04 September 2017

Developing the Heart of a Hermit (Reprise)

I was asked about the creation of the hermit heart recently and someone else asked what it means to have the heart of a hermit. Thus, I am going to repost something I wrote about 14-15 months ago because I don't think I can improve on it at this point.

[[Hi Sister, when you write about having the heart of a hermit and moving from isolation to solitude do you mean that someone comes to this through some form of trauma or serious personal wounding and alienation? Is this necessary? Can a person who has never been hurt or broken develop the "heart of a hermit"?]]

Hi and thanks for your questions. When I think of someone with the heart of a hermit I am thinking of someone who has entered a desert, been stripped and emptied in all the ways a desert does, and learned to depend upon God for her very life as well as for the meaning of that life. When I speak of God I mean what the Christian creeds mean, what the NT means and who Jesus reveals, but I also mean being dependent on the One Tillich called the "Ground of Being and Meaning", namely a transcendent ground which both surpasses and comprehends our own emptiness and incapacities and is the source and guarantor of life and meaning.

When I speak of a desert I mean the literal wilder-nesses we know as deserts (the Thebaid, Scetes, Mojave, Sonoran, Sahara, etc), but I also mean any extended situation which demands  or forces a person to plumb the depths of their own personal resources --- courage, intelligence, creativity, sense of security, personal  gifts and talents, sense of self, faith, hope, love, etc --- all the things we need to negotiate the world fruitfully and independently. In such a situation, which may certainly include childhood traumatic situations, a person brings all they have and know to the situation and over time are emptied or reach the limit of these resources. At the same time one can, and hopefully will, experience a sense of empowerment one knows comes not only from within but from beyond themselves as well. When this happens, when the desert becomes a place of meeting with God as well as of stripping and emptying, such a person continues to live with a fresh courage and sense of meaning and hope. They embrace their own weakness honestly as they humbly and gratefully accept the life which is received as complete gift in such situations.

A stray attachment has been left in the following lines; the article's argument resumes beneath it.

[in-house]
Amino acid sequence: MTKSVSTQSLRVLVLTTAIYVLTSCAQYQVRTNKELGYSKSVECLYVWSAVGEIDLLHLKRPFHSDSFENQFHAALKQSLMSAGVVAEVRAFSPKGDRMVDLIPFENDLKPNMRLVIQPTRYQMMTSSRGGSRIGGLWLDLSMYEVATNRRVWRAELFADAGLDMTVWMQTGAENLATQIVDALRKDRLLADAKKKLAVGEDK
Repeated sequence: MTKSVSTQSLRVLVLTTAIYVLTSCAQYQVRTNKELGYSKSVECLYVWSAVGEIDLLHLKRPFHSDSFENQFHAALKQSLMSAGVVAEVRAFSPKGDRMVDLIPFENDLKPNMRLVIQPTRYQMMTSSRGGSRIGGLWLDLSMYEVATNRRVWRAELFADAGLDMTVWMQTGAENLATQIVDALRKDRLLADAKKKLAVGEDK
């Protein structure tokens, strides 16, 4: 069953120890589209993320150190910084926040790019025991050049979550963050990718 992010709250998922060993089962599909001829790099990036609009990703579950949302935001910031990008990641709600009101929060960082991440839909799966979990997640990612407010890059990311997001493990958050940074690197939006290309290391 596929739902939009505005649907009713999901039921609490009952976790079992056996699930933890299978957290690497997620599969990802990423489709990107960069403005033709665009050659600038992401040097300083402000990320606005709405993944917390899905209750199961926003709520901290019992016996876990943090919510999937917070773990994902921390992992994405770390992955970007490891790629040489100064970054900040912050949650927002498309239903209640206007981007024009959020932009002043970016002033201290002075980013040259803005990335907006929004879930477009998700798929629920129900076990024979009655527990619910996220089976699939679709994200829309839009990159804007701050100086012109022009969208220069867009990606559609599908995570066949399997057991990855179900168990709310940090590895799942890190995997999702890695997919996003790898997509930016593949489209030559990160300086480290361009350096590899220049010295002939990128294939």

All kinds of situations result in "desert experiences." Chronic illness, bereavement, negligent and abusive family life, bullying, losses of employment and residence, abandonment, divorce, war, imprisonment, insecure identity (orphans, etc), serious poverty, and many others may be classified this way. Typically such experiences distance, separate, and even alienate us from others (e.g., ties with civil society, our normal circle of friends and the rhythms of life we are so used to are disrupted and sometimes lost entirely); too they throw us back upon other resources, and eventually require experiences of transcendence --- the discovery of or tapping into new and greater resources which bring us beyond the place of radical emptiness and  helplessness to one of consolation and communion. The ultimate (and only ultimately sufficient) source of transcendence is God and it is the experience of this originating and sustaining One who is Love in Act that transforms our isolation into the communion we know as solitude.